Monday, May 18, 2009

Claire Hanover's Tips for Effective Gift Baskets

The kind authors at Killer Hobbies have invited me to give their blog readers some tips about making effective gift baskets. I can tell you that after the adventures I had in Beth Groundwater’s To Hell in a Handbasket, I am ready to return to my basement workroom and just create gift baskets for a while!

One of the gift baskets I put together during that time was a sympathy basket for Angela Contino, whose daughter was killed on a Breckenridge, Colorado ski slope. Here’s what I remember of a conversation between my daughter Judy and me about that basket:

“Thank you cards and a pen won’t fill a basket,” Judy said. “What else do you have in mind?”

“Some soothing things, like scented candles or a book of uplifting poems. Are the Continos religious?”

“Catholic. Nick doesn’t go to church much, but his mom attends mass every Sunday.”

“Okay, some religious poetry or a book about taking your grief to God, or something like that. And some soft music. A gift basket should have something for every sense—taste, smell, sight, touch, and sound. What kind of music do Nick’s parents enjoy?”

Judy thought for a moment. “Classical, I think.”

“Good, I’ll ask at the stationary store where we can find some nice CDs.”

This conversation covers two of my most important guidelines for creating gift baskets that will be appreciated and remembered. The first is to really know the recipient’s interests and tastes. That way you can tailor the basket’s contents to match, the same way I took into account Angela Contino’s Catholic religion and enjoyment of classical music. The second guideline is to include something for all the senses. The music was for Angela’s ears, the scented candle for her nose, and later I found some soothing chamomile herb tea for her mouth.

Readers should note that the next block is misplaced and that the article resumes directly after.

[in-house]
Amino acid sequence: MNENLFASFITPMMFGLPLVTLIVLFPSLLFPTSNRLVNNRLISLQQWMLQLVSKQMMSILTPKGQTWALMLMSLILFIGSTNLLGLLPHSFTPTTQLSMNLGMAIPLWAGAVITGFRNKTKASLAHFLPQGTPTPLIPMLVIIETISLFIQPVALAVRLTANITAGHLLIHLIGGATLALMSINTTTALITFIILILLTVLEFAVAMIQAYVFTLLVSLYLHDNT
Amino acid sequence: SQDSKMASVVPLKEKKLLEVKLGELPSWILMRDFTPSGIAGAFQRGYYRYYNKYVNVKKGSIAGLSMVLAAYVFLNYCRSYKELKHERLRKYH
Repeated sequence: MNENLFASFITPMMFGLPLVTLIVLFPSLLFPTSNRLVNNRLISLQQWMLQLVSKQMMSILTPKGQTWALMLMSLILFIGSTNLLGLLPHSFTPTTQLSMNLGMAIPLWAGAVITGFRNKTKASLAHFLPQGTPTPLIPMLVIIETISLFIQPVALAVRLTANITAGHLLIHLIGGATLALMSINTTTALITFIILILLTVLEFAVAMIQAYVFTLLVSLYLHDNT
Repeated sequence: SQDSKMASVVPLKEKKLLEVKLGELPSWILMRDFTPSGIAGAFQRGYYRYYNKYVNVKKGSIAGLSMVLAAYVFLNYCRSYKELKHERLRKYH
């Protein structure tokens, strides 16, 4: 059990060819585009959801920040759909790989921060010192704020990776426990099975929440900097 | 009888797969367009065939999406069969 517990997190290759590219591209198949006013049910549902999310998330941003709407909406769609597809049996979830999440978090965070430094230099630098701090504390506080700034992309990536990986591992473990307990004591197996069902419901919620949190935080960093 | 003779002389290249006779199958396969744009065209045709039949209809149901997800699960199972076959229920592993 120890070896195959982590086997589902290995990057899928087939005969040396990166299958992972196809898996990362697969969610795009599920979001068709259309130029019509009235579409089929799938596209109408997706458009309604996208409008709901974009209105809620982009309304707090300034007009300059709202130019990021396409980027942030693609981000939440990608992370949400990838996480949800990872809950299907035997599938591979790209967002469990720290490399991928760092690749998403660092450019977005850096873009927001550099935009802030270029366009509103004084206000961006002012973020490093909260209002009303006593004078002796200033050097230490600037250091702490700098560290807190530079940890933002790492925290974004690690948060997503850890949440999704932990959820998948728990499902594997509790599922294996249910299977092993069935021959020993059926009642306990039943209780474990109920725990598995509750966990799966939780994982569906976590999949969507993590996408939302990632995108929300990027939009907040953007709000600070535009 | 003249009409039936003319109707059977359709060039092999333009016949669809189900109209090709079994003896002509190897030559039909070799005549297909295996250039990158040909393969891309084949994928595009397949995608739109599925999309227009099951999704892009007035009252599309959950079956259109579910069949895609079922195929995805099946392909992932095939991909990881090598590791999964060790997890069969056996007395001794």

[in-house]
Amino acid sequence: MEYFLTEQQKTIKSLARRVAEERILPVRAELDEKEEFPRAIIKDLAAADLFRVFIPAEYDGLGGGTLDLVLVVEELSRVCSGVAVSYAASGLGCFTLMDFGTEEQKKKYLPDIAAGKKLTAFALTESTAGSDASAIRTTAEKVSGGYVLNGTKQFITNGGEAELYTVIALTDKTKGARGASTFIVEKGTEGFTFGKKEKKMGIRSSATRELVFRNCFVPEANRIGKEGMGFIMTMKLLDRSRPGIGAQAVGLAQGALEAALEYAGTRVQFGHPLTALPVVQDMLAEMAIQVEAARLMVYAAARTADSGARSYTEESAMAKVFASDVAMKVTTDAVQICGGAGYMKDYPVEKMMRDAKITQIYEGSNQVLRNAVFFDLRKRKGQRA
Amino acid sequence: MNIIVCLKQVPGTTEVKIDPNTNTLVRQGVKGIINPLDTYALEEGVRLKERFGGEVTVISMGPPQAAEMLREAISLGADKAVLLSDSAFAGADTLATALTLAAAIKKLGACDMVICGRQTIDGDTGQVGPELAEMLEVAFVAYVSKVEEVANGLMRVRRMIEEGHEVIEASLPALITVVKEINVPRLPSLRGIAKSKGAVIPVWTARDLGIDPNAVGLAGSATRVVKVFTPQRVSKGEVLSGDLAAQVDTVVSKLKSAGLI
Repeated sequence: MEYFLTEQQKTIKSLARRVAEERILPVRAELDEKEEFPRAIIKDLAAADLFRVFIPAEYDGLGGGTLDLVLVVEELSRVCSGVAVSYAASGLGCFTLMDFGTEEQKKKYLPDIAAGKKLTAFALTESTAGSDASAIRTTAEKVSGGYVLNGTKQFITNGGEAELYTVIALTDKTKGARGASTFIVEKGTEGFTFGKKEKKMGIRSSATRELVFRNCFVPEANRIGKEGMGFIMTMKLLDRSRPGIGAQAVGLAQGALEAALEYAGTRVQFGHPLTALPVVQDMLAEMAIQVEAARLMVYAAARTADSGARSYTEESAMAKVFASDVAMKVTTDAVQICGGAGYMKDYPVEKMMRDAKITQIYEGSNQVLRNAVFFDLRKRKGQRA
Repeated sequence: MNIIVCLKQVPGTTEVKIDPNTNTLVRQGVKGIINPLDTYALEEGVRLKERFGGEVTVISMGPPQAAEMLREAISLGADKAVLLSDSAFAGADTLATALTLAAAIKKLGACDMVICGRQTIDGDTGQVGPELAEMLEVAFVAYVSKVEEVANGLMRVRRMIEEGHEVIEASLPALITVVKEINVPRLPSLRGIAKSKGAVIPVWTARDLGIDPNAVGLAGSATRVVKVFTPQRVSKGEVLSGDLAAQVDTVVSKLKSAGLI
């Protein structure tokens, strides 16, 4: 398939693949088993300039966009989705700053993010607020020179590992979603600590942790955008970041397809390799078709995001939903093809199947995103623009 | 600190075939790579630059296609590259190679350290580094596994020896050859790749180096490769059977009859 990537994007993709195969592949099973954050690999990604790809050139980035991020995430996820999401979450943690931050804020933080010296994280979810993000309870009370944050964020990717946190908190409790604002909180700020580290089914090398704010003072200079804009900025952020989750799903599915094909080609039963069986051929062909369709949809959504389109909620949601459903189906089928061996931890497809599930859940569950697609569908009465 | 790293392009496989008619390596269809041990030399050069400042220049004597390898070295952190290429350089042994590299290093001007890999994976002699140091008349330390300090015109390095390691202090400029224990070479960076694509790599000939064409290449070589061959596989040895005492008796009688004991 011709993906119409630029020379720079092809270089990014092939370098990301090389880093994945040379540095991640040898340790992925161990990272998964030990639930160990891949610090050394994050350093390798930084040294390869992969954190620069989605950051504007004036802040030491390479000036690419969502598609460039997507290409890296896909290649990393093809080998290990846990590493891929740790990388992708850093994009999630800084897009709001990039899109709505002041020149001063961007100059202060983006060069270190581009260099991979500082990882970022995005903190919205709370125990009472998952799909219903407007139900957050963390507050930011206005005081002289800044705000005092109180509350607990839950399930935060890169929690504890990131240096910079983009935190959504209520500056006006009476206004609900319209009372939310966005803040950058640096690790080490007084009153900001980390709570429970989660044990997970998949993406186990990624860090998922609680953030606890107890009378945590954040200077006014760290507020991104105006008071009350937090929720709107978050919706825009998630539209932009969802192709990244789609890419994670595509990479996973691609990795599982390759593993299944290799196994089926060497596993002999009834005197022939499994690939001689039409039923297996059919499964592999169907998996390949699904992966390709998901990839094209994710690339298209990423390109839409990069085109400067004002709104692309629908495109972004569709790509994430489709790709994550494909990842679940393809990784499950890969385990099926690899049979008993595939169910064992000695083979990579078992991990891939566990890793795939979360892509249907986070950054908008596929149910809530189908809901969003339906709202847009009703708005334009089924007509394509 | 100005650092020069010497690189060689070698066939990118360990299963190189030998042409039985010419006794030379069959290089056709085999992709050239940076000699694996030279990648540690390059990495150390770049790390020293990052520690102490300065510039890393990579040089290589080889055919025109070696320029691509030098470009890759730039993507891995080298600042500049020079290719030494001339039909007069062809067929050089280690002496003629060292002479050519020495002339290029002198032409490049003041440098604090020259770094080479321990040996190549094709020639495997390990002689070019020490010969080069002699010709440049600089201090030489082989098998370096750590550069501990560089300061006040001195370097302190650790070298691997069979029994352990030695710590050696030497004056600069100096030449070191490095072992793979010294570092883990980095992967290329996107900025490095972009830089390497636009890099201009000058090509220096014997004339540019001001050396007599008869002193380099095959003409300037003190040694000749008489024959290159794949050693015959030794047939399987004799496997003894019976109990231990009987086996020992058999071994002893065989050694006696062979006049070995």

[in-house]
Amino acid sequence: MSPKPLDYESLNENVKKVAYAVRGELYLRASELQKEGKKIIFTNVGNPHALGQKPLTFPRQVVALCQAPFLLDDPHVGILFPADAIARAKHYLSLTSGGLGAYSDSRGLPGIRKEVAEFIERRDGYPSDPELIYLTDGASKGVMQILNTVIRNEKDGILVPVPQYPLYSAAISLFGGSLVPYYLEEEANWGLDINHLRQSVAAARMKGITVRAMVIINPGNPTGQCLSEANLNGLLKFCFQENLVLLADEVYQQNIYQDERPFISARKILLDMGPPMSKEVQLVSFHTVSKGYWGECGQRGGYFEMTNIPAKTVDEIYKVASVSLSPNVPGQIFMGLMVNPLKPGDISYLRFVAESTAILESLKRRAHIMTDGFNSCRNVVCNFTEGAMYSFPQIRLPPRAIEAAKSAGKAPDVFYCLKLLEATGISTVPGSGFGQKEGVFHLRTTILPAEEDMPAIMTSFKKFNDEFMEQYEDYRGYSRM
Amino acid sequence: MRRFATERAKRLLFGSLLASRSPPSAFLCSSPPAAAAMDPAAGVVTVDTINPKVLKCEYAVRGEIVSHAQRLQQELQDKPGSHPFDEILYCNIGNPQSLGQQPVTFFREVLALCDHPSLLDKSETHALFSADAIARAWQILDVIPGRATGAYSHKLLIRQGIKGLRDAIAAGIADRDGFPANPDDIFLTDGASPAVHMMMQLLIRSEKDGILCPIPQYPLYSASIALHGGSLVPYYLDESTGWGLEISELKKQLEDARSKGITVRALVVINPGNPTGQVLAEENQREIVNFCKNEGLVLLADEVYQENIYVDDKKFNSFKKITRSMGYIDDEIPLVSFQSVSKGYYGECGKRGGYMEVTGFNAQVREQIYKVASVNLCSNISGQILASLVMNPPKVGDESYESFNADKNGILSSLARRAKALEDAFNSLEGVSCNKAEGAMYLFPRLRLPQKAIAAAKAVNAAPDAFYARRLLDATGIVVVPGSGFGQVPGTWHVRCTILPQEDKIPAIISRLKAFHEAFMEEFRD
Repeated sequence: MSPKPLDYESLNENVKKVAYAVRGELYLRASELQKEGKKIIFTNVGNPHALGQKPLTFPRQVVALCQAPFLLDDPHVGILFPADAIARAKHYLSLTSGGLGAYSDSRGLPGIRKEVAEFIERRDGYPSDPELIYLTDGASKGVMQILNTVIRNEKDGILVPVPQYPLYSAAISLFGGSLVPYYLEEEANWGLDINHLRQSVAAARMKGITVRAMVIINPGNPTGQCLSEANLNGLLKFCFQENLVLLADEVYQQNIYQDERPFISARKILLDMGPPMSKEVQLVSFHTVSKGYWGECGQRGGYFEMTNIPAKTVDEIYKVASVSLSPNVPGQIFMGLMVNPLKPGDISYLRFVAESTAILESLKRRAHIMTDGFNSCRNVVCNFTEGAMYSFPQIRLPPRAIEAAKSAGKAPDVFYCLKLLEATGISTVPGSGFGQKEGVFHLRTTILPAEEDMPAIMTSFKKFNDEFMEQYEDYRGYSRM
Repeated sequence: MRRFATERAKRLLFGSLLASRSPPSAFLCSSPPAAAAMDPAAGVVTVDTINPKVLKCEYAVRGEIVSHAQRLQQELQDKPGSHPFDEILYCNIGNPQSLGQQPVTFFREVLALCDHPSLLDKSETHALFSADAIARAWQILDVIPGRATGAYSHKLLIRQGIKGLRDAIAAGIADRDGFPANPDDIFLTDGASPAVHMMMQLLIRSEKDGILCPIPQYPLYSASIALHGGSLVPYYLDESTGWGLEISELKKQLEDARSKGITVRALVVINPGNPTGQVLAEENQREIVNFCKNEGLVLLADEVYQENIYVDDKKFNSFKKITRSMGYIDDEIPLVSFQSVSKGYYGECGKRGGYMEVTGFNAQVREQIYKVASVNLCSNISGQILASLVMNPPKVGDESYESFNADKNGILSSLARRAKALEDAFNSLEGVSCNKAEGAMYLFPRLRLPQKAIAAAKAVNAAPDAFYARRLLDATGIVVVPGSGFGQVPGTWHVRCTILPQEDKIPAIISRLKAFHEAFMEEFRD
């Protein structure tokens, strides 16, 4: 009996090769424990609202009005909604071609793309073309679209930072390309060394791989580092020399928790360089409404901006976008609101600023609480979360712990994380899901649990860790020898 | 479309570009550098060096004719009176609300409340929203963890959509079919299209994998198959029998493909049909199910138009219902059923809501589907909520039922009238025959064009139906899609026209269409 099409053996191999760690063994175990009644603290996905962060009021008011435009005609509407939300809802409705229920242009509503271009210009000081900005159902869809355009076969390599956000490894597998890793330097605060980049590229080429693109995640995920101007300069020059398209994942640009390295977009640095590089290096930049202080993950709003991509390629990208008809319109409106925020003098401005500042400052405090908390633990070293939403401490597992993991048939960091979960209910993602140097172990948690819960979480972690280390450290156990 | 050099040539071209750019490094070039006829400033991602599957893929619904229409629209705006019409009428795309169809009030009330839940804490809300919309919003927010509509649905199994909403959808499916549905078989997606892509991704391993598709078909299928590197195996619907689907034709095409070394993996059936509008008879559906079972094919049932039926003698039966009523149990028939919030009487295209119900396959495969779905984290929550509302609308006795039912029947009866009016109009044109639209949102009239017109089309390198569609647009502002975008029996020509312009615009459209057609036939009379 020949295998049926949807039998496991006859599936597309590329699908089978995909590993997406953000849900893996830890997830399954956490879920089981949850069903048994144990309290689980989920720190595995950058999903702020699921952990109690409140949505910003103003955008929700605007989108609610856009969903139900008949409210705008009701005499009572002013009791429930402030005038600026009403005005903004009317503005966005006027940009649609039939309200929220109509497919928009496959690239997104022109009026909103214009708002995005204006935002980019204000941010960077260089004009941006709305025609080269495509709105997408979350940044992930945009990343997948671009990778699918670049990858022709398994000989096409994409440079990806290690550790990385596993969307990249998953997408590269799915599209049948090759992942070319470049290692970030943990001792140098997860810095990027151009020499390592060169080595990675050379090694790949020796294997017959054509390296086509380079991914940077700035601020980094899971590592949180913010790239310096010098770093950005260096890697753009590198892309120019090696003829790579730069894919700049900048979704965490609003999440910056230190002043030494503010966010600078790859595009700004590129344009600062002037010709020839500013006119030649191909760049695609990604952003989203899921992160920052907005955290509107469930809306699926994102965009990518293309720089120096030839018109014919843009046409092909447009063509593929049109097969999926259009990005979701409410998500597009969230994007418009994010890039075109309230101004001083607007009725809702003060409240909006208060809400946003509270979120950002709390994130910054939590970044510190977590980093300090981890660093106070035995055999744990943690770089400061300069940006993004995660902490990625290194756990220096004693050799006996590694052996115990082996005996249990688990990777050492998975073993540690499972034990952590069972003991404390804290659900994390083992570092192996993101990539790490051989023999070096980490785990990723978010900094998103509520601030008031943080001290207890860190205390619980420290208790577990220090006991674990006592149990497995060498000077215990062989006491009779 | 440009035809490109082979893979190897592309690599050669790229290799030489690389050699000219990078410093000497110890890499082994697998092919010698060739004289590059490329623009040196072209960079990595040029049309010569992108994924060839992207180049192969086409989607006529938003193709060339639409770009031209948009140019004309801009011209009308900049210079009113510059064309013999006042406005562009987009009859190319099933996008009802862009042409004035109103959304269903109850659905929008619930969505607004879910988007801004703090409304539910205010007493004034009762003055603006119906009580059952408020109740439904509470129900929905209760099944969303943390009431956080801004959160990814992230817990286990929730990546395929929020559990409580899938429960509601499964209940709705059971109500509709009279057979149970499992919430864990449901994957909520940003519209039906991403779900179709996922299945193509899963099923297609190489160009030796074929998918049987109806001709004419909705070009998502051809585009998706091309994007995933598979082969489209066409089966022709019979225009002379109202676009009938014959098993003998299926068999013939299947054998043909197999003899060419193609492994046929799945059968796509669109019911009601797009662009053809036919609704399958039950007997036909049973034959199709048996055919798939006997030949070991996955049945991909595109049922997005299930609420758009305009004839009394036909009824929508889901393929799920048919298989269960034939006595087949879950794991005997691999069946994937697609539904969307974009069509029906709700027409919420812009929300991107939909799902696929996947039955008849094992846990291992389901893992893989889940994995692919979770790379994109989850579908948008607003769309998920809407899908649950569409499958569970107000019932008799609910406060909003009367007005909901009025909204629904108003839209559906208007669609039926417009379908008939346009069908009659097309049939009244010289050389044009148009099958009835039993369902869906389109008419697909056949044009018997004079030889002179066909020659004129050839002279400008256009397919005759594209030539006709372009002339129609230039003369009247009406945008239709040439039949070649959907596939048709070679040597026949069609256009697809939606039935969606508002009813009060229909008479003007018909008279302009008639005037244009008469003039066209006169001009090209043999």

I usually pick one main color and two complementary accent colors for each gift basket. In this case, I found a dyed wicker basket that matched the colors in the Contino ski house living room so the basket could be used to hold reading materials later. They have a dark green leather sofa and stone-inlaid coffee table and fireplace, so dark green, gray, and brick red were the colors woven into the basket. I also used those colors for the decorations—a fancy bow and dried flowers, and for the lining, a soft, woven wrap scarf that could be used to warm a grieving woman or to drape decoratively over a chair later.

The basket couldn’t take away Angela Contino’s grief, but it let her know that we were thinking of her. It may have brought her some comfort, and it contained useful items such as the pen and thank you cards that she could use in the days ahead. And, while delivering that basket to the Contino home, I happened to discover an important clue to the mystery of who killed Stephanie and why!

With gift baskets, it is truly the thought that counts. I encourage everyone to put together gift baskets for special occasions, and don’t worry about it looking amateurish. To read the rest of my Tips for Making Perfect Gift Baskets, visit the Articles page of Beth Groundwater’s website at . Also on her website are reviews, excerpts, discussion questions, and more information about her books, a schedule of her appearances, and the full schedule of her blog book tour.

I’d love to answer here any questions you have about gift baskets, and Beth will be available, too, to answer questions about her books and writing.

You can purchase To Hell in a Handbasket and A Real Basket Case by ordering them at your local bookstore, or by going to one of the following links:

Contest announcement:

If you comment on this article or ask Claire or Beth a question today, or comment on Beth's blog ( anytime during her May blog book tour, you will be entered into a drawing for an autographed set of both books in the Claire Hanover gift basket designer mystery series: A REAL BASKET CASE and TO HELL IN A HANDBASKET. Good luck!


Monica Ferris said...

I hadn't thought of giving a gift basket to a mourning friend -- what a good idea! And the ideas for its contents were nice, too.

Terri Thayer said...

Thanks, Claire, for stopping by. I will look at gift baskets in a whole new way now.

Joanna Campbell Slan said...

Glad to have you, Claire. I hope my friends take note of how to do a gift basket!

Beth Groundwater said...

In response to Monica, I want to say that any time when you want to express a sentiment to a friend, relative, business associate, etc. is a good time to accompany that sentiment with a gift basket. The basket makes so much more of an impact than a card, e-mail or Facebook wall post!

- Claire

A. F. Stewart said...

Nice tips for preparing a gift basket; I wouldn't have thought to give a gift basket to someone in mourning, either.